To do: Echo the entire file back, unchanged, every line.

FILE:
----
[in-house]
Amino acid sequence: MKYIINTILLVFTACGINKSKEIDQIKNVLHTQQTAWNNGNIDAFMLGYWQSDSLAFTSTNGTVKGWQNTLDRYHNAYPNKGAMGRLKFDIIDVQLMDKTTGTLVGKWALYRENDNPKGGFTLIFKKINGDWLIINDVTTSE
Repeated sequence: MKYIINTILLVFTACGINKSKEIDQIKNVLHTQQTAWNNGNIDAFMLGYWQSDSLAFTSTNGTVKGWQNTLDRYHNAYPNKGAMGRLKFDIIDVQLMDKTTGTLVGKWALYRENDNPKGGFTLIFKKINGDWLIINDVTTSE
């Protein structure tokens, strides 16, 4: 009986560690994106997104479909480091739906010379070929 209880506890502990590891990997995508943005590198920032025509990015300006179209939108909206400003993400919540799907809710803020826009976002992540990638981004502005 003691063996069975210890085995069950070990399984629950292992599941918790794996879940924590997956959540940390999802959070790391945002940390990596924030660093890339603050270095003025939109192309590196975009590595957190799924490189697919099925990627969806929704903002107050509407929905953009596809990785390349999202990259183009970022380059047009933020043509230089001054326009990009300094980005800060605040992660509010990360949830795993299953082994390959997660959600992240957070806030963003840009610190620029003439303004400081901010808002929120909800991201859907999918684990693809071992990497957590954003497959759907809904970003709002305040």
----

[in-house]
Amino acid sequence: MKYIINTILLVFTACGINKSKEIDQIKNVLHTQQTAWNNGNIDAFMLGYWQSDSLAFTSTNGTVKGWQNTLDRYHNAYPNKGAMGRLKFDIIDVQLMDKTTGTLVGKWALYRENDNPKGGFTLIFKKINGDWLIINDVTTSE
Repeated sequence: MKYIINTILLVFTACGINKSKEIDQIKNVLHTQQTAWNNGNIDAFMLGYWQSDSLAFTSTNGTVKGWQNTLDRYHNAYPNKGAMGRLKFDIIDVQLMDKTTGTLVGKWALYRENDNPKGGFTLIFKKINGDWLIINDVTTSE
């Protein structure tokens, strides 16, 4: 009986560690994106997104479909480091739906010379070929 209880506890502990590891990997995508943005590198920032025509990015300006179209939108909206400003993400919540799907809710803020826009976002992540990638981004502005 003691063996069975210890085995069950070990399984629950292992599941918790794996879940924590997956959540940390999802959070790391945002940390990596924030660093890339603050270095003025939109192309590196975009590595957190799924490189697919099925990627969806929704903002107050509407929905953009596809990785390349999202990259183009970022380059047009933020043509230089001054326009990009300094980005800060605040992660509010990360949830795993299953082994390959997660959600992240957070806030963003840009610190620029003439303004400081901010808002929120909800991201859907999918684990693809071992990497957590954003497959759907809904970003709002305040």